Of course, despite all the fanfare, it is really easy to get into the compound since the gates in front are quite easy to scale.   I once found the girl who works for the people in the front house climbing over the fence because she got locked out somehow and I didn’t realize that the voice talking on the other side of the wall of my courtyard was someone actually talking to me and asking for help when she heard me milling moving about. I hear voices of people passing by outside the walls of the compound all the time. How was I to know she was talking to me?  Of course, if she had called me by name, it might have helped, but I don’t know if she knows my name.   She has since vanished, gone on to other employment presumably.

Our houses have glass windows with bars.   It is the glass in the windows and the walls of pale commercially-made red bricks laced with grey that indicate our relative wealth compared to the rest of the neighborhood.

When I open the (easily scalable) gate in the front of the compound, I step out into a completely different world — a world without walls.  In front of me and to the left are small variegated fields, each containing a mélange of different crops all sharing the same space — peas, beans, corn, sweet potatoes, cassava.   All intermingle freely, equally eager to draw life from Africa, the burning heat of her sun, the drenching downpours of her rains.   Bigger than life itself, Africa doesn’t mess with the “little stuff”.    When it rains, the heavens open and the land is flooded.

Sometimes there is so much water that the main water pipes that serves the suburb, called Tumba, where we live, wherever they are, get clogged with mud washed into them by the rain, and I have no water in the houses while torrents fall off the roof and past my windows to flow out the drain pipes on the sides of the cement floor of my courtyard.   When the sun is out, the heat bakes the land so quickly that it is sometimes difficult to remember why I was so annoyed at the mud that tenaciously clung to my shoes the day before.   However, sun has been hard to come by recently.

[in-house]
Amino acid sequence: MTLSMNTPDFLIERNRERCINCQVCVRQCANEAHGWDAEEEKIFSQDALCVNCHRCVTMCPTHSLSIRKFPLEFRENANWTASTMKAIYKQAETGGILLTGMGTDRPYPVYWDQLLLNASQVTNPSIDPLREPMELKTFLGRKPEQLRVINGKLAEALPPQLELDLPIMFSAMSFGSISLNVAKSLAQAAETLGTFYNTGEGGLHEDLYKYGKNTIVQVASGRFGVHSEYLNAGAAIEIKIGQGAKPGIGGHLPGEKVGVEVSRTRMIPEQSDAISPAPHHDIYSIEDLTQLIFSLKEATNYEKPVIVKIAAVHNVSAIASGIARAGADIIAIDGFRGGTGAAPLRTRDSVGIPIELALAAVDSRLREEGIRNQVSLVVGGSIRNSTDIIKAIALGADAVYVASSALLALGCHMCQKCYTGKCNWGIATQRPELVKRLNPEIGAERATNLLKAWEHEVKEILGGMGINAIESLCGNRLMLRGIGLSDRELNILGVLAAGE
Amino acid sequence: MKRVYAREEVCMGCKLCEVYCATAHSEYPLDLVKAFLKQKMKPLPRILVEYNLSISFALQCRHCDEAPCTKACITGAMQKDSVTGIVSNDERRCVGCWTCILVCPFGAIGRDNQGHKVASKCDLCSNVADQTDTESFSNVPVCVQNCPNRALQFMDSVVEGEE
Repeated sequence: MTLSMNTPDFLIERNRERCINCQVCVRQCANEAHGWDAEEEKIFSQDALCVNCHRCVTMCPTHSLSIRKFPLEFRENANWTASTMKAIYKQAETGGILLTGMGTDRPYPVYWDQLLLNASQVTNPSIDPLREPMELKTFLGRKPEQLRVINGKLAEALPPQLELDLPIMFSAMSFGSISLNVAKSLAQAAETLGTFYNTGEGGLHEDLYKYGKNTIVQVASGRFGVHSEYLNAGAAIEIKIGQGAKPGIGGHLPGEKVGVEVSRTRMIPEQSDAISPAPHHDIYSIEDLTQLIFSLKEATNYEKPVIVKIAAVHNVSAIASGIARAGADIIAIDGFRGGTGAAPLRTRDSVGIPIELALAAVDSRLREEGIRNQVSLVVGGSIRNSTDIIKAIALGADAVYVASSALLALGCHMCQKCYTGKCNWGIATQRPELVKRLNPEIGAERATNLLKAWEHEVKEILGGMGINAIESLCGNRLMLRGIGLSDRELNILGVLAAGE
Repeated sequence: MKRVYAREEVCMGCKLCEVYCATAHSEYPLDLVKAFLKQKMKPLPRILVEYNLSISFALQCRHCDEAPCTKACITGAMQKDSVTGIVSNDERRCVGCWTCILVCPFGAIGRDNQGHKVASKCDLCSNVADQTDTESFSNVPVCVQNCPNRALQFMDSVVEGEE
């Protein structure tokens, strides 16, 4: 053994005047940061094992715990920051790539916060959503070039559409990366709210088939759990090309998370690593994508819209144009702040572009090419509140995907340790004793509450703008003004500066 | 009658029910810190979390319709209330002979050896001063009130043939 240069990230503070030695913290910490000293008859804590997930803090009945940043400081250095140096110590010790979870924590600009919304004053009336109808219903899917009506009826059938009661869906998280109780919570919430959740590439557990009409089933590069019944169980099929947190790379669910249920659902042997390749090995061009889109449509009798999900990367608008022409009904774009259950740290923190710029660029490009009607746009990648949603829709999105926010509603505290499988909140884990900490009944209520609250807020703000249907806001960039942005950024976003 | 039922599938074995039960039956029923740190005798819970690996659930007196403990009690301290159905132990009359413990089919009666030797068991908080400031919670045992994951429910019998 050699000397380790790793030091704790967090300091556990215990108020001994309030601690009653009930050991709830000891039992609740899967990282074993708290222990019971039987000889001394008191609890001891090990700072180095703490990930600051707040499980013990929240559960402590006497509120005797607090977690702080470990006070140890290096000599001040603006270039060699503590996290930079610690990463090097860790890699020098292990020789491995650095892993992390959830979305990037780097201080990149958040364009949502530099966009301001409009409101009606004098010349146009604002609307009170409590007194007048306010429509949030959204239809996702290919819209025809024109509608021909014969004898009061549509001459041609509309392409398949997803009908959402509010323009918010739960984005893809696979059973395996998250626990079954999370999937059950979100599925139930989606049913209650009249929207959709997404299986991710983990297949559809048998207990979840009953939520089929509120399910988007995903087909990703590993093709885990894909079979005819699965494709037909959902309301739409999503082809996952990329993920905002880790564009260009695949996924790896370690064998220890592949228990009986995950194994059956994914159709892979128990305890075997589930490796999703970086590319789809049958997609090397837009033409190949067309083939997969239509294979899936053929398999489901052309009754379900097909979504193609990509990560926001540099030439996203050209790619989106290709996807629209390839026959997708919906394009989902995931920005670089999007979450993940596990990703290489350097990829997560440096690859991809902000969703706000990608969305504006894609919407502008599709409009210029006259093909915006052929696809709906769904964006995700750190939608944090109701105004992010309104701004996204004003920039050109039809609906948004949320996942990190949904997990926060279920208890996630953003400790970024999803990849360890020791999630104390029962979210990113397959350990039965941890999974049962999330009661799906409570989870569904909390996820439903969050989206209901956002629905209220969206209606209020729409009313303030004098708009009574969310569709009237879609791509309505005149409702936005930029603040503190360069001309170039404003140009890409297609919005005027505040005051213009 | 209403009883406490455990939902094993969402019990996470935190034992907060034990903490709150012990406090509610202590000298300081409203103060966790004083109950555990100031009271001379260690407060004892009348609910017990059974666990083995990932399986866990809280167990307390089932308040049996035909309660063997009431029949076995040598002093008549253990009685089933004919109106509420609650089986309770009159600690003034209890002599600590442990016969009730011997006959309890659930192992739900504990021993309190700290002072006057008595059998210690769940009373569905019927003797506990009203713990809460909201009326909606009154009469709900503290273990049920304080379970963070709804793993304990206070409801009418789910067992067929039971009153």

The houses outside the walls which hide me from the rest of the neighborhood do not have outer walls, nor are they made of manufactured brick.  They are made of handmade bricks composed of the dark red soil of the ground beneath my feet and, presumably mixed with something to keep them in one piece.  Then they are laid out to dry in the sun before being used to build.  Some have glass windows, many have simple wooden shutters, left open during the day but closed at night.  I do not know if the houses have electricity because here, in Tumba, the electric cables run underground.

One of the things I love to see is a house that has been built of the hard, red, handmade bricks with a square opening left for a window that has, in turn, then been filled with more bricks so that they can be removed once the owner has saved enough for a glass window to be put in.   The way construction is done around here is that, once you have some funds to start, you get going.  When the money runs out, you stop, and the house sits, partially-built, like a forlorn forgotten skeleton until you can come up with enough money to build another portion of it.  Often the windows are the last to go in, the final luxury.

Perhaps I am being silly, but when I see a brick-filled window waiting for its glass, I believe that I can actually feel the hope that the owner of the house has for a better tomorrow, a brighter future.   And then, when I see a glass window in a handmade brick house, I am overjoyed that he, or she, has finally achieved the ultimate status of being an owner of a house with glass windows…   Pride emanates from the glint of glass in the sunlight.

*The content of this website is mine alone and does not necessarily reflect the views of the U.S. Government, the Peace Corps, or the Rwandan government.